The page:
STANISLAUS COUNTY -- Stanislaus County Sheriff Adam Christianson was not available Monday to comment on a long-awaited the report about the murders of a deputy and a civilian during an April eviction that went horribly wrong.
The lengthy "critical incident review" answered many questions about gunman Jim Ferrario, the culture of the Sheriff's Department evictions unit and warnings that went unheeded. All shared a role in the deadly ambush of deputy Bob Paris and locksmith Glendon Engert, independent experts concluded.
Despite last-minute concerns raised by the county's top lawyer, the sheriff made good on a promise to unveil the report Friday night, along with another on the December 2011 death of crime scene technician Mary Donahou. On Monday the first business day after the release of both reports Christianson responded to questions on the Donahou investigation via email but did not return calls seeking answers on the 122-page Ferrario probe.
The shooting report, which cost up to $60,000 of public money, could become a central document in a wrongful-death lawsuit brought two weeks ago by Engert's widow, some legal experts said.
"When one party basically admits the plaintiff's case, sure, that could have a terrific effect," said Professor Mike Vitiello of the University of the Pacific's McGeorge School of Law. "If their own document proves the defendant should have known of the risk, that's a kick in the shin for local government."
The lawsuit says Engert had no idea of the danger, while the department and its deputies did points repeatedly confirmed in the report.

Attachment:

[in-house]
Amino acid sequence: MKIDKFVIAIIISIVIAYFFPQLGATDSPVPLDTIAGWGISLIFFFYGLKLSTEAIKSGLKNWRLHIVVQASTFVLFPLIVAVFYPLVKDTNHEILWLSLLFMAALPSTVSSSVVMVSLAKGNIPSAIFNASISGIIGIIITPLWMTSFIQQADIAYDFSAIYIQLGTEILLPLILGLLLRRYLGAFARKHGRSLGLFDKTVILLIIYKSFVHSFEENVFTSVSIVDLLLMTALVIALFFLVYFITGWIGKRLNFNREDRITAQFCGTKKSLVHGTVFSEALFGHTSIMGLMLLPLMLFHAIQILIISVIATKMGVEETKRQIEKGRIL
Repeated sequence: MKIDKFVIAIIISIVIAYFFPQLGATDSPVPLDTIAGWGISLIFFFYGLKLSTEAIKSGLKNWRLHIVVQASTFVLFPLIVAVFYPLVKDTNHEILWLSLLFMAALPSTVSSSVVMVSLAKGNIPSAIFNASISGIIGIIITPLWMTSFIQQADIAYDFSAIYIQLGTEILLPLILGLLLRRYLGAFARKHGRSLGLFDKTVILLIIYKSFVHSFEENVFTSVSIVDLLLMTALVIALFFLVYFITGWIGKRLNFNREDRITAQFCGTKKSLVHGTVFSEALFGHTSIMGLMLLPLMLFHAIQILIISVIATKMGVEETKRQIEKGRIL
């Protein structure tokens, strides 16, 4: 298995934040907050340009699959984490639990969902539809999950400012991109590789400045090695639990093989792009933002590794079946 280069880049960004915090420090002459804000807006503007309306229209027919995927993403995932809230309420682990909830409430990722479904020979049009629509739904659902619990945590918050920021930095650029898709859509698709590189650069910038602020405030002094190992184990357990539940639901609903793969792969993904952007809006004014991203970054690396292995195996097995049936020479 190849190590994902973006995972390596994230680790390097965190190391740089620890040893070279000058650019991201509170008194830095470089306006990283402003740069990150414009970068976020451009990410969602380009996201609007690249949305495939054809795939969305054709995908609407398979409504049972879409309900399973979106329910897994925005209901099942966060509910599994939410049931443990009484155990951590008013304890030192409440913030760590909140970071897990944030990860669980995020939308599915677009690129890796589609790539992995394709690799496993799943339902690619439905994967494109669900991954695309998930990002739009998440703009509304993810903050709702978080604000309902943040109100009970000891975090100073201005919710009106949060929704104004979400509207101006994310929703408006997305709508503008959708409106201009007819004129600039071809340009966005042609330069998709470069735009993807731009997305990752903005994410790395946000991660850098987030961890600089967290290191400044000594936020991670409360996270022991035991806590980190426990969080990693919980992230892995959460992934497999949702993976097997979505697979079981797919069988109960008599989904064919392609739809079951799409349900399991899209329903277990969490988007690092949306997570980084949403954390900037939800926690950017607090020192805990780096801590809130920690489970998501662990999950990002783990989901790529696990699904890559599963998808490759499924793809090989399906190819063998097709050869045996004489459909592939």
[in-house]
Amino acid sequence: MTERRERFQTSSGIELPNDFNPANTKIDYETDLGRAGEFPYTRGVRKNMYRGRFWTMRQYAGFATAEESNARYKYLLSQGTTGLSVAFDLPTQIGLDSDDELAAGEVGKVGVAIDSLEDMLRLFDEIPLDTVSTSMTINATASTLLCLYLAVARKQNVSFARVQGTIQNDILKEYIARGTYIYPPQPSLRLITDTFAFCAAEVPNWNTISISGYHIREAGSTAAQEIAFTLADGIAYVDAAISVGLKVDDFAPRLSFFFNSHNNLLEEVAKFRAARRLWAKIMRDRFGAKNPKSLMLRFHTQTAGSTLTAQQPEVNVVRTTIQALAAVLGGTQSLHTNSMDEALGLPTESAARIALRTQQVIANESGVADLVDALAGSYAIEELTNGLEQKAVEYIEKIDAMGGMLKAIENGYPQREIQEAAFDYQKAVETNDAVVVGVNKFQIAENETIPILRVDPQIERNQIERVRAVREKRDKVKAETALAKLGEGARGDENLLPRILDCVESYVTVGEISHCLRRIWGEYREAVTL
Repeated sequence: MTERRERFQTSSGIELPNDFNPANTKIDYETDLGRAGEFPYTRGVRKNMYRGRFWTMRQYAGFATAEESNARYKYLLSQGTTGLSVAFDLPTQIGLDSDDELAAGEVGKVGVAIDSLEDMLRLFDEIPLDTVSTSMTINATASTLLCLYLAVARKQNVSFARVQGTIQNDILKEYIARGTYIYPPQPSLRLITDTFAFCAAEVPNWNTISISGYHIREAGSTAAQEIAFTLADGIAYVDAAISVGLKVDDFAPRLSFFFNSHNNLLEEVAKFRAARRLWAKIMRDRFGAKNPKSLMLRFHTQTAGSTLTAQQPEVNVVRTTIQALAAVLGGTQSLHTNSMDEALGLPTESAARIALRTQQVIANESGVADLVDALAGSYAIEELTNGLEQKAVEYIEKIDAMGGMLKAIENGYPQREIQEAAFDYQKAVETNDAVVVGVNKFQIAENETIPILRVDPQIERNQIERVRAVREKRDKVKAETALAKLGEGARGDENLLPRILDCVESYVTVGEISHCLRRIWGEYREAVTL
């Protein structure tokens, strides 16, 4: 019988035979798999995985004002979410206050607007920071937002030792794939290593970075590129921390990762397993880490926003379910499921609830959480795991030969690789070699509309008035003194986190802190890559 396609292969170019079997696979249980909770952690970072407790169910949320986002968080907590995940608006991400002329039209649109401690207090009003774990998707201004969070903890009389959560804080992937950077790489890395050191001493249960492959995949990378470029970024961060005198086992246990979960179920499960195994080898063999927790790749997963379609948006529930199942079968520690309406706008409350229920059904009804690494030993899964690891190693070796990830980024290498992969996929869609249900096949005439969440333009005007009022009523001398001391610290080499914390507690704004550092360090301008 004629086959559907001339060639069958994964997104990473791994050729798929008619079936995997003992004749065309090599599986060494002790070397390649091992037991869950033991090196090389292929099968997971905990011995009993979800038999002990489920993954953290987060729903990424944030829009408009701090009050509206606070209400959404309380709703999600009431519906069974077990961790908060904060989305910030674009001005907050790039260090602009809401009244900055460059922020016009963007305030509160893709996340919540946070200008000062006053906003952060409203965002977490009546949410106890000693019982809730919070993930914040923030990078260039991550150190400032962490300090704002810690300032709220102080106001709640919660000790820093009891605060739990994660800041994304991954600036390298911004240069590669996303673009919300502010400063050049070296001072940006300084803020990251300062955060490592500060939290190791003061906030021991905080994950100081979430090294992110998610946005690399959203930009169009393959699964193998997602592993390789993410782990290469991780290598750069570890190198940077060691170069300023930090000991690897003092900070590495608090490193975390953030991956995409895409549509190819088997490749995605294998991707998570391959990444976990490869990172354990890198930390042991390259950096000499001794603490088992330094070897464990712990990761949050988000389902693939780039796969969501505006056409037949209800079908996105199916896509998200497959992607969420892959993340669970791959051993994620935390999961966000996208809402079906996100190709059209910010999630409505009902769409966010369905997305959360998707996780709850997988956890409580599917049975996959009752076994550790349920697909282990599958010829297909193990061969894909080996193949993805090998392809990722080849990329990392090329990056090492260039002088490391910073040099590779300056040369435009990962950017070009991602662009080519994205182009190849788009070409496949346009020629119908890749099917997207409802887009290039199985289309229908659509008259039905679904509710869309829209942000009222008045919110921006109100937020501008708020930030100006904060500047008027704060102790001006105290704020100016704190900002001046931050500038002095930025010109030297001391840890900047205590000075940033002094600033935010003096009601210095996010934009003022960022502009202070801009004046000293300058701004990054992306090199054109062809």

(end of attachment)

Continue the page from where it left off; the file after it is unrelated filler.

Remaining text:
For example, officers were warned that Ferrario had assault rifles, could monitor their approach with security cameras and might be violent, the document says, but apparently didn't share the information with Engert.
While Engert tried to drill the lock on a metal security gate, Ferrario fired from inside, killing the two men and touching off an 11-hour standoff that ended when the Chrysler Drive fourplex burned. Ferrario shot himself in a bathtub bunker, surrounded by 30 firearms and more than 1,000 rounds of ammunition.
Co-workers told investigators that Paris sometimes was careless and didn't follow protocol during evictions. His supervising sergeant shared concerns with a lieutenant, but it went nowhere, the report says.
The nationally recognized investigators recommend that Christianson "direct a review to determine if the leadership, management, supervision and training strategies were insufficient to address Paris' performance." The sheriff did not respond Monday to phone messages to say how he'll proceed.
Nor could Christianson be asked about the investigators' 90 additional findings, many accompanied by recommendations. For example, department leaders "should frequently check their agency's pulse to ensure that the frequency of (tasks) does not permit complacency to develop," the authors suggest.
The report raises many other questions about training, body armor, a "procedural manual" apparently developed shortly before the tragedy, a statewide review of eviction procedures, whether recovering Paris' and Engert's bodies put other officers at risk, the use of a robot to search Ferrario's vehicle and to try to communicate with him during the standoff, and whether authorities delivered pizza as he requested during negotiations.
Francisco "Frank" Soria, president of the Stanislaus Sworn Deputies Association, said Christianson contacted the union while the review was being conducted, asking leadership to "stand side by side" with him at its release. He must have changed his mind, said Soria, who got no warning before the department broadcast news of the unveiling in emails and social media Friday night.
"It was a slap in the face," said Soria, one of hundreds of officers who responded April 12 to see his friend "lying with a bullet in his head."
The report was prepared by nationally recognized Los Angeles and Huntington Beach police veterans Edward Deuel and Richard Wemmer. They said a multitude of red flags should have caused the department to reschedule the eviction and come up with a better plan.
Also, officers should have done a background check on Ferrario, who had had a felony conviction and figured in 14 police reports since 1997, the report says.
Bee staff writer Garth Stapley can be reached at firstname.lastname@example.org or (209) 578-2390.